Pros & Cons of Short Sales, circa Spring 2012
May 1, 2012, by Mark Wheeler
Short sale practices & procedures continue to evolve; no two short sales are the same, but there are trends. What was true last year may not still be true, and the only thing constant is change. Our local Realtor forms company, OREF, has some excellent documents that should be required reading for anyone contemplating buying a short sale in Oregon. One is a Short Sale Buyer Advisory & one is the Short Sale Addendum that we would use if you write an offer to purchase a short sale property.
Since these documents recommend the buyer seek legal counsel, we are often asked, “why do I need an attorney when buying a short sale?” I am not an attorney nor am I giving legal advice, but here’s my take on it.
The biggest legal issues for a buyer of a short sale are typically along the lines of “how can I proceed without more risk of time and money than I want to risk?” Since Realtors cannot interpret legal documents or give anyone legal advice, we often have to, by law, recommend folks seek legal counsel. Of course, many buyers decide not to do so. That can be a valid choice sometimes as well.
We can coach you as to what to expect. Every short sale is different and they continue to evolve as laws & practices of the banks shift. Sometimes it is possible to proceed without risking more than your time, sometimes you will be asked, or required, to put up money in order to proceed. That will depend on the lien holder’s wishes, as well as the seller. Of course as a buyer, you can choose to agree or not agree with their requests. If you don’t agree, you just move on to a different property.
The main way you would risk money is by proceeding with inspections before short sale consent is granted by the lien holders. This can be advantageous to you though. While no one wants to spend money on inspections unless they know the sale will happen, with short sales, you never really know if the sale will close until it actually closes, and you might just want to know sooner than later if the house has some fatal flaw that you are not ok with buying. The way to know about these big flaws is to have inspections. If you wait until short sale approval is granted before having inspections (many buyers do, again depending on the lien holder’s demands) you risk having wasted months waiting around for sale approval only to find out about whatever flaws that may be present. These days most buyers have several different inspections (general, sewer, radon, oil tanks, etc) and most buyers are spending close to $1000 on the various inspections.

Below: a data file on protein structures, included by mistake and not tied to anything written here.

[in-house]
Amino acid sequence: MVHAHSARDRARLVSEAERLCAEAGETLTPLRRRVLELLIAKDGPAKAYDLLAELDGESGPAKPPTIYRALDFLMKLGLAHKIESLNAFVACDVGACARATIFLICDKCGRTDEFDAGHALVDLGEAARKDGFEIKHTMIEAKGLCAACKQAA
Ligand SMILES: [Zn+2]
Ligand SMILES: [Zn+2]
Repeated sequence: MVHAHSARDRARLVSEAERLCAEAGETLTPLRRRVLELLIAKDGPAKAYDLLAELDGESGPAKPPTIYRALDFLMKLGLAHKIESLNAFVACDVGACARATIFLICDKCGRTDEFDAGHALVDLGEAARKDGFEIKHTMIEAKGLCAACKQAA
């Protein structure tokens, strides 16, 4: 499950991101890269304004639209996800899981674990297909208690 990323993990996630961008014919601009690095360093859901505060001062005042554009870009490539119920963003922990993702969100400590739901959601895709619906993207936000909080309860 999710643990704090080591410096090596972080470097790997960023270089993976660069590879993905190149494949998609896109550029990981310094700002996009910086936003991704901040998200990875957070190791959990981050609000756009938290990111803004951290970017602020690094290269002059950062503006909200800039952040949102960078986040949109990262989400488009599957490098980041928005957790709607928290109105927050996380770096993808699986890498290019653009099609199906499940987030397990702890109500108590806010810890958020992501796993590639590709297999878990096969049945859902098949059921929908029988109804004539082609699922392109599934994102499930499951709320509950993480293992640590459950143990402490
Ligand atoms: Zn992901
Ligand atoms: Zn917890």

Keep in mind short sales are generally “as is,” because a seller trying to short sale often has no money left over for repairs. So, the buyer might want to know sooner than later if there are repairs needed & to what extent & cost. Also, once short sale approval is granted, if you then try to get a discount due to repairs needed, it is typically harder to negotiate this at that time; it is typically much easier to get a discount due to needed repairs if that negotiation is done from the beginning rather than at the end of the sale.
Another way you could risk your money is regarding how earnest money gets treated. This again is up to buyer & seller to agree upon, but often buyers are requested to put up earnest money right away, just as if they were buying a non short sale. If the sale closes then your earnest money goes towards your down payment. But if you revoke your offer or the house forecloses or the short sale is denied, then the seller has to agree to release your earnest money. If the seller doesn’t cooperate, it can be a bit of a struggle to get your earnest money refunded. In the end it is likely that you would get it back, but since we don’t control your earnest money we can’t guarantee it.
Earnest money is typically held by an escrow company in Oregon. They are a neutral third party and have to have matching instructions from buyer & seller before they can release money.
Many short sales fail for a variety of reasons. It depends on the lien holders, who they are & how many of them are there. It also depends on having a motivated seller who is willing to jump through their bank’s hoops. By the time some sellers get to short sale conditions, sometimes they just give up and stop cooperating. Lastly, it depends on having a seller’s agent who knows what they’re doing. So, unless the stars align, it can be a rocky and sometimes fruitless endeavor.
So, what is the advantage of buying a short sale? Good question. Sometimes there is none. But if you are very, very patient and willing to risk your inspections fees if necessary, and the house is exactly what you want, it could work out well. Sometimes the price reflects the hassle involved, so you may pay a little less in the end.
A quick update. This post generalizes a complex process with many variables. Sometimes, the process can go quickly. I see that this week two colleagues of ours, a Buyer’s Agent Realtor & a Seller’s Agent Realtor in Portland, got an offer accepted by the seller & buyer within about 4 days, got the sale approved by the lien holder in about 3 weeks and were able to close the sale about 3 weeks later. Clearly all parties were motivated and on task. It can be done!
Please let us know if you need more info. Thanks for reading!